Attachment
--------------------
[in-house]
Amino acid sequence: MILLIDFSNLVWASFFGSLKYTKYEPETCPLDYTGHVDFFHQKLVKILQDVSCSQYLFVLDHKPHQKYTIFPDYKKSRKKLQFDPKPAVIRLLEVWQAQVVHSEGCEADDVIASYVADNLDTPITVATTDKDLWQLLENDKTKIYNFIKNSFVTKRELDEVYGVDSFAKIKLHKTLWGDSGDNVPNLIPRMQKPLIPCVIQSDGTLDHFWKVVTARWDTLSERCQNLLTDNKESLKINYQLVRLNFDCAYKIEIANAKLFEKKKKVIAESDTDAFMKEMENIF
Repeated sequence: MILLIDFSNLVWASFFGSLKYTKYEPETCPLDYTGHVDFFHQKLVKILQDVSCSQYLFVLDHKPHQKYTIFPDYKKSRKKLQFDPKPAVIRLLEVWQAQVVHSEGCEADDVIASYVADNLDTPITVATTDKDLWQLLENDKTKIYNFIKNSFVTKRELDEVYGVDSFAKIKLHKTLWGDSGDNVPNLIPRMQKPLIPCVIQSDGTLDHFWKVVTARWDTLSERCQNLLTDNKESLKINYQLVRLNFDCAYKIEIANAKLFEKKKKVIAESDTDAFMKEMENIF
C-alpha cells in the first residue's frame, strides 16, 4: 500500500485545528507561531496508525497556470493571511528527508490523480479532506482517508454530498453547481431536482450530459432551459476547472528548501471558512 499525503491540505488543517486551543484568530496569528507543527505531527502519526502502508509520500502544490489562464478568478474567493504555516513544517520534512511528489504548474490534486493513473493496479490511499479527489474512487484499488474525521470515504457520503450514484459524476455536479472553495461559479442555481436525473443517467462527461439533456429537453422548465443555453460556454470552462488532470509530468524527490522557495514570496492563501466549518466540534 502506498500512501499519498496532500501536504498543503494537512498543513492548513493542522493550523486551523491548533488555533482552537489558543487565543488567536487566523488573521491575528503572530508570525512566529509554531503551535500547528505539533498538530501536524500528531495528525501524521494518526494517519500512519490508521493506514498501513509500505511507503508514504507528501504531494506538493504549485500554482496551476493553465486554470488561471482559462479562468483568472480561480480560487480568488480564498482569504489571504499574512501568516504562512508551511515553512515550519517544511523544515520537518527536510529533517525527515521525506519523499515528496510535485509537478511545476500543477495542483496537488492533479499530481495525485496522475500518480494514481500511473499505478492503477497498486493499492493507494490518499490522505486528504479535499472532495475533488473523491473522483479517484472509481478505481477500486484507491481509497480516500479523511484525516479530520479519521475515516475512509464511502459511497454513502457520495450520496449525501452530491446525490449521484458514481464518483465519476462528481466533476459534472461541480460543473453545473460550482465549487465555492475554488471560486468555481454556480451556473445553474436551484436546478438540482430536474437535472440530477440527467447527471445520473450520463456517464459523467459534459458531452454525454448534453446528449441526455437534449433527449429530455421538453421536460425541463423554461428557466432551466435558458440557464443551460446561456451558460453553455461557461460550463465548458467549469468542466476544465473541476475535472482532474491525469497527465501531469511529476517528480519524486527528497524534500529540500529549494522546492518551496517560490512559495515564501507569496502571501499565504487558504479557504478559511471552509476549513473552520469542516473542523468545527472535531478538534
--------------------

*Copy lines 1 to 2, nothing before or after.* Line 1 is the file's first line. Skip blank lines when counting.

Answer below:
[in-house]
Amino acid sequence: MILLIDFSNLVWASFFGSLKYTKYEPETCPLDYTGHVDFFHQKLVKILQDVSCSQYLFVLDHKPHQKYTIFPDYKKSRKKLQFDPKPAVIRLLEVWQAQVVHSEGCEADDVIASYVADNLDTPITVATTDKDLWQLLENDKTKIYNFIKNSFVTKRELDEVYGVDSFAKIKLHKTLWGDSGDNVPNLIPRMQKPLIPCVIQSDGTLDHFWKVVTARWDTLSERCQNLLTDNKESLKINYQLVRLNFDCAYKIEIANAKLFEKKKKVIAESDTDAFMKEMENIF